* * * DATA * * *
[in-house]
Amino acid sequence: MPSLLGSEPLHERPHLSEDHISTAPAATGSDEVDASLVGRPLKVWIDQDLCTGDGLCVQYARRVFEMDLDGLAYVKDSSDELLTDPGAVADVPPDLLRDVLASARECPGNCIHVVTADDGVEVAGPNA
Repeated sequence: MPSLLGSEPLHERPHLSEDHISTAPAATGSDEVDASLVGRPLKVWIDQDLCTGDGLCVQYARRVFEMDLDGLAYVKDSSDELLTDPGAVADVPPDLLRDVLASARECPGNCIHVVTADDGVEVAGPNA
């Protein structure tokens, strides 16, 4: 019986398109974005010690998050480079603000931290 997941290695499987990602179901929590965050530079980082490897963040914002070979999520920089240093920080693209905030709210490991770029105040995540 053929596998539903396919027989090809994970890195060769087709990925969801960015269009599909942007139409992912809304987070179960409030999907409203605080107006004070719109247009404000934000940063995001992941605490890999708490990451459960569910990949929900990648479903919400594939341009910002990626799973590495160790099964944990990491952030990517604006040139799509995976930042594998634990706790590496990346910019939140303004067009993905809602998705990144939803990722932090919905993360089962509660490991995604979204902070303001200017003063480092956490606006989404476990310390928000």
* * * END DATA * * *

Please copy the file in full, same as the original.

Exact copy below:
[in-house]
Amino acid sequence: MPSLLGSEPLHERPHLSEDHISTAPAATGSDEVDASLVGRPLKVWIDQDLCTGDGLCVQYARRVFEMDLDGLAYVKDSSDELLTDPGAVADVPPDLLRDVLASARECPGNCIHVVTADDGVEVAGPNA
Repeated sequence: MPSLLGSEPLHERPHLSEDHISTAPAATGSDEVDASLVGRPLKVWIDQDLCTGDGLCVQYARRVFEMDLDGLAYVKDSSDELLTDPGAVADVPPDLLRDVLASARECPGNCIHVVTADDGVEVAGPNA
């Protein structure tokens, strides 16, 4: 019986398109974005010690998050480079603000931290 997941290695499987990602179901929590965050530079980082490897963040914002070979999520920089240093920080693209905030709210490991770029105040995540 053929596998539903396919027989090809994970890195060769087709990925969801960015269009599909942007139409992912809304987070179960409030999907409203605080107006004070719109247009404000934000940063995001992941605490890999708490990451459960569910990949929900990648479903919400594939341009910002990626799973590495160790099964944990990491952030990517604006040139799509995976930042594998634990706790590496990346910019939140303004067009993905809602998705990144939803990722932090919905993360089962509660490991995604979204902070303001200017003063480092956490606006989404476990310390928000």